Nowadays, there are a lot of incubator programs sprouting all over the country.  But is an incubator the right choice for your startup?

A lot of incubators come with great perks: business savvy support, a roof over your startup enterprise, hands-on mentor galore, VC radar and access, and a ton of other great resources to jumpstart your startup toward continued success.  Yet as with all things in life, sometimes incubators can add a little sour patch of complexity with over-engineered deal documents that add more frustration than long-term benefits.

Hence, when faced with the opportunity of joining an incubator, make sure that what you are giving up is worth the momentary hassle. An incubator sign-up should not require a full-scale legal audit and review. If it does, make sure you understand what you will have access to and what you are giving up in return.  Most incubator deals are straight forward (for example: they want common stock with preemptive rights), but others require substantial changes to your startup’s certificate of incorporation, which entails additional fees and more.  Overall, you should know where you stand before you commit because an incubator should be just that, a place to nurture and grow your business.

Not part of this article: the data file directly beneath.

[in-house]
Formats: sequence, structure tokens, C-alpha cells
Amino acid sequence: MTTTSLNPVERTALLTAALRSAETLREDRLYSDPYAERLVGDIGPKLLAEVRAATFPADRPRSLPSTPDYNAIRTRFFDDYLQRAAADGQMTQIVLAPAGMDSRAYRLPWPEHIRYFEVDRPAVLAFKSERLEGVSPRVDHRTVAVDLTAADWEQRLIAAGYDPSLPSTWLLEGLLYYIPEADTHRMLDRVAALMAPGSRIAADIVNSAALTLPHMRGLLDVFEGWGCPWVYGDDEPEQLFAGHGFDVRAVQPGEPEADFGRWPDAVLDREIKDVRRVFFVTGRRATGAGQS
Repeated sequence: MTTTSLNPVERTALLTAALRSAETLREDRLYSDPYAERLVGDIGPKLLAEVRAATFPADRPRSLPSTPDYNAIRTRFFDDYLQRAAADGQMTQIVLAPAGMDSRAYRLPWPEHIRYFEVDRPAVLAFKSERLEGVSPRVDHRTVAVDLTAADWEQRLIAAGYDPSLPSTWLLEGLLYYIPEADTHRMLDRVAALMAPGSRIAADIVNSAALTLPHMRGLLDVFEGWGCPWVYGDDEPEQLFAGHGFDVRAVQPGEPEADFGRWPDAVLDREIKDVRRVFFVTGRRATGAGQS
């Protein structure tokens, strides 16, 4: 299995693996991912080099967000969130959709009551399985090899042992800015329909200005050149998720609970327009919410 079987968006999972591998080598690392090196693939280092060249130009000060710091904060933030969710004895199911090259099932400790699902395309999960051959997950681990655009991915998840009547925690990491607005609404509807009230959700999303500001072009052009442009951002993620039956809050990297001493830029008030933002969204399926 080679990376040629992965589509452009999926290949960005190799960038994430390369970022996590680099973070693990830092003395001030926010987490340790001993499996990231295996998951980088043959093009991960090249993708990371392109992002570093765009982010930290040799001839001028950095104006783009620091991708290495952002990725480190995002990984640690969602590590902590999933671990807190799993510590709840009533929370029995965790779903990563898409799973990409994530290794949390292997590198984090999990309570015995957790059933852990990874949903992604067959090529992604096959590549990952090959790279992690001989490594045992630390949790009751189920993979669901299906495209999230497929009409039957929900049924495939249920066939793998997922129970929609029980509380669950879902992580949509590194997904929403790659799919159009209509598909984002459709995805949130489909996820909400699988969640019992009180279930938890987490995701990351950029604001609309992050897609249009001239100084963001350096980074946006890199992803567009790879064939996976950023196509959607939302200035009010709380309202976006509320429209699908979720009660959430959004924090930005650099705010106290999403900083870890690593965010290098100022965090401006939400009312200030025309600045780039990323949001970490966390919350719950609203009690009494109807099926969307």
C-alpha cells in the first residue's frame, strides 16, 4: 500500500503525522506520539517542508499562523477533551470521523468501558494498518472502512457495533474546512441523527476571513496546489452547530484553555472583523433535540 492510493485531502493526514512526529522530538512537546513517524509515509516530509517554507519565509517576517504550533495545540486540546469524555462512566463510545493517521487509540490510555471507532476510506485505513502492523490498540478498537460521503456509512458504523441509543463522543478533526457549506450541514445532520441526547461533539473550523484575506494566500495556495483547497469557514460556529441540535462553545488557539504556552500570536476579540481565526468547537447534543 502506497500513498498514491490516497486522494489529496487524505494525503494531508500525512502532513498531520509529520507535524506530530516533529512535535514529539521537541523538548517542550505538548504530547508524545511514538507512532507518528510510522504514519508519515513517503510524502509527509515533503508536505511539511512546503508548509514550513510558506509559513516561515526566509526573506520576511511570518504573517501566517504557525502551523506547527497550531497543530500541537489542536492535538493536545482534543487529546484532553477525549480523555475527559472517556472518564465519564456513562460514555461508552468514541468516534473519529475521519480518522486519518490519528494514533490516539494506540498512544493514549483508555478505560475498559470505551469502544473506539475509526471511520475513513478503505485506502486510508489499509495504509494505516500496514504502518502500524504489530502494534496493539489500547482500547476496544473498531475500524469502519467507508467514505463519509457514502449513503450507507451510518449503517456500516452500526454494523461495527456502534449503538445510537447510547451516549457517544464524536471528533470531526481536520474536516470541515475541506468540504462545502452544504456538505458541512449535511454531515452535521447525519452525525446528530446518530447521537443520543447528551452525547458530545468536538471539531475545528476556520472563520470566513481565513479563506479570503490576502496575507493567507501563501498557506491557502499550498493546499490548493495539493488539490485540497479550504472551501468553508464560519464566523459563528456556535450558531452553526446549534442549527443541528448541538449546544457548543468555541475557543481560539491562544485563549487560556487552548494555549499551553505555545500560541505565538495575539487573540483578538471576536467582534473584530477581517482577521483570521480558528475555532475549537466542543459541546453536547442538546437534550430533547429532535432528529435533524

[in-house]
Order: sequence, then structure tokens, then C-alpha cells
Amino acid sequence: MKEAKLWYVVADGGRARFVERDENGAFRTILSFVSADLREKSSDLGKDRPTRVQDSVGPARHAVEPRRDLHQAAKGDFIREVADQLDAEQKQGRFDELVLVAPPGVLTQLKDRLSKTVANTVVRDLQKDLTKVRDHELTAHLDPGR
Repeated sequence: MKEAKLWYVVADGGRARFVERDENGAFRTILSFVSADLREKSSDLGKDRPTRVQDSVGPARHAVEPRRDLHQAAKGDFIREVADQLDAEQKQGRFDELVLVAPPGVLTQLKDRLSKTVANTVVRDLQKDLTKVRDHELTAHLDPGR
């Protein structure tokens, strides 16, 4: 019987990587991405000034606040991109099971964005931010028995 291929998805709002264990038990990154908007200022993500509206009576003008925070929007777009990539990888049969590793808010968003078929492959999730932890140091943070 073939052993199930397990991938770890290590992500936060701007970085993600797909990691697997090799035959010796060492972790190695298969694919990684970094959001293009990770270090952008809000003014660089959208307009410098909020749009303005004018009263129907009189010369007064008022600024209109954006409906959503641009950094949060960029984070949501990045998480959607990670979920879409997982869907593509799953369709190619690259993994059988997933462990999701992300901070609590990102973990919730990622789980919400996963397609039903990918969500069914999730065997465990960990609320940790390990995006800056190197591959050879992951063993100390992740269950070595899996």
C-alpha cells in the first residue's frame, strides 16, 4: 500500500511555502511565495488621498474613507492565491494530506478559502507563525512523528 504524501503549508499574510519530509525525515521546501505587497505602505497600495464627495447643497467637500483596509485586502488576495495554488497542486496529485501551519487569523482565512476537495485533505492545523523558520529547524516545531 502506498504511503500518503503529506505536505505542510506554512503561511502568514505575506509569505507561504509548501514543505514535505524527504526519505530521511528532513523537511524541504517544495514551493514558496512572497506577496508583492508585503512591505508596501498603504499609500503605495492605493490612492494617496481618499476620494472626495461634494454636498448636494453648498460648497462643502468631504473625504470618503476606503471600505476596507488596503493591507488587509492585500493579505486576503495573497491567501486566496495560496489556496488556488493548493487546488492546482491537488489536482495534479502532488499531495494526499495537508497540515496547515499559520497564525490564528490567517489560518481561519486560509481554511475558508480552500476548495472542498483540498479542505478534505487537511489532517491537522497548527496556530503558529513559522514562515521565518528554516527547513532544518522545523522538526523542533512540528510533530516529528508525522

Bottom line: When it comes time to sign on the dotted line, make sure you have read all the deal terms and conditions. A sure way to alienate future investors is to sign up for deals that work against you in the long run.

As with all my posts: This is for general information only, this does not constitute legal advice nor does it establish an attorney-client relationship. Also, please do not post any confidential information in the comments below.